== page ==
7. The crop harvesting machine defined in claim 6 wherein said magnetic means is so located relative to said middle regions that said magnetic force is symmetrical about a vertical plane extending cross ways to said shear bar and cutter bar support at a location midway between said outer end regions of said shear bar.
The present invention relates to a cornection of a shear bar to a shear bar support in a chopper arrangement of an agricultural machine, such as, for example, a forage harvester by means of fastening devices arranged in the outer regions of the shear bar or shear bar support, where the shear bar and/or the shear bar support consist of a magnetizable material, and concerns a shear bar or a shear bar support for such a connection and a machine.
Chopper arrangements are applied in particular in agricultural harvesting machines, such as forage harvesters. They contain a shear bar that interacts with the knives of a cutting arrangement in the form of a chopper drum for chopping crop, for example, for the production of silage material. Chopper arrangements may also be applied in garbage removal or in garbage recycling, in paper and textile manufacturing, in wood products and tobacco processing as well as in othe areas.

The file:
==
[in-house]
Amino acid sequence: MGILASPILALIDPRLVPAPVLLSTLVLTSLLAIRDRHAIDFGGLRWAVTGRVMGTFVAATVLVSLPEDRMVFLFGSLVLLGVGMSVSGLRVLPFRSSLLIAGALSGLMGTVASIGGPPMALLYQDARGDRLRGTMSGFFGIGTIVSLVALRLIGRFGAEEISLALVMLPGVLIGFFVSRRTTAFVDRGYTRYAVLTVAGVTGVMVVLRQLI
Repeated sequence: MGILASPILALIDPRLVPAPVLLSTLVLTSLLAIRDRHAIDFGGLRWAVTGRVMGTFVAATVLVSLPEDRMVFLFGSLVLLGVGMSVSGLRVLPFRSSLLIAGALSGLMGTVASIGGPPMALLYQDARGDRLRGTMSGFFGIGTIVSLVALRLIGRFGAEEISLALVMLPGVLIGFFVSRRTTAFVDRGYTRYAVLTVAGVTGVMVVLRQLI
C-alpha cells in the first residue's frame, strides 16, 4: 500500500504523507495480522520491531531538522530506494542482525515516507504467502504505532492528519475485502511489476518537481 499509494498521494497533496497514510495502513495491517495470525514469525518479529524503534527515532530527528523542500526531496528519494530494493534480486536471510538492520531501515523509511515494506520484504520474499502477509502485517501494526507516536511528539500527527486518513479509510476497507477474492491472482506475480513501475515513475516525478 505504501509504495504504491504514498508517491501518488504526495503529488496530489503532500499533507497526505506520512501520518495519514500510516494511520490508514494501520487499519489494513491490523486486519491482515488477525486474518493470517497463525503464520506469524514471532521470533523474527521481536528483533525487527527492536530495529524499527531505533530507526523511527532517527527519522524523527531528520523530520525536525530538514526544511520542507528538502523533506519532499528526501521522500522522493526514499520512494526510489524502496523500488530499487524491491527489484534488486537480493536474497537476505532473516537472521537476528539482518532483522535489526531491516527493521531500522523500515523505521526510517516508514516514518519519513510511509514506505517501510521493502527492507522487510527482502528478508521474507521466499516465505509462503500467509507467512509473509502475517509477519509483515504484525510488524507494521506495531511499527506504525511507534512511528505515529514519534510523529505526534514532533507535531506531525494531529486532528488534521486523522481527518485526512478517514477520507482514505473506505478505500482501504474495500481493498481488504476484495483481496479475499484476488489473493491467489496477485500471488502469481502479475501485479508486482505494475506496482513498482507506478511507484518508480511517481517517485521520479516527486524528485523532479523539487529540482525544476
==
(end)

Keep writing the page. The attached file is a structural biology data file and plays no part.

The advertising brochure "MEGA" of the CLAAS company, publication number 9/91 (GDS) dt-333/247.202.3, shows a conventional chopper arrangement in a forage harvester, in which a shear bar is secured by screws in its outer end regions on a shear bar support.
From the advertising brochure "Self-propelled Forage Harvester" of the Mengele Company, publication number 5/1189/88-3, a further variation for the securing of a shear bar on a shear bar support is known. Here, the shear bar is clamped to the shear bar support in its outer end regions by means of a special, spring-loaded retainer.
The two types of securing arrangements cited have in common the fact that the shear bars are fastened to the shear bar supports only in their outer regions or boundary regions. As a consequence, the shear bars are not fully in contact with the shear bar supports in their central regions, which can lead to a vibration of the shear bars during an operation of the chopper arrangement. Thereby, an abrasive wear of the shear bars and the shear bar supports.
According to the present invention there is provided an improved shear bar and shear bar support combination.
A broad object of the invention is to provide a shear bar and shear bar support combination which operates to eliminate vibration between the shear bar and the shear bar support.
A more specific object is to provide a shear bar and shear bar support of magnetizable material and wherein one contains one or more magnets for attracting the other is such a way as to reduce shear bar vibration during cutting operation.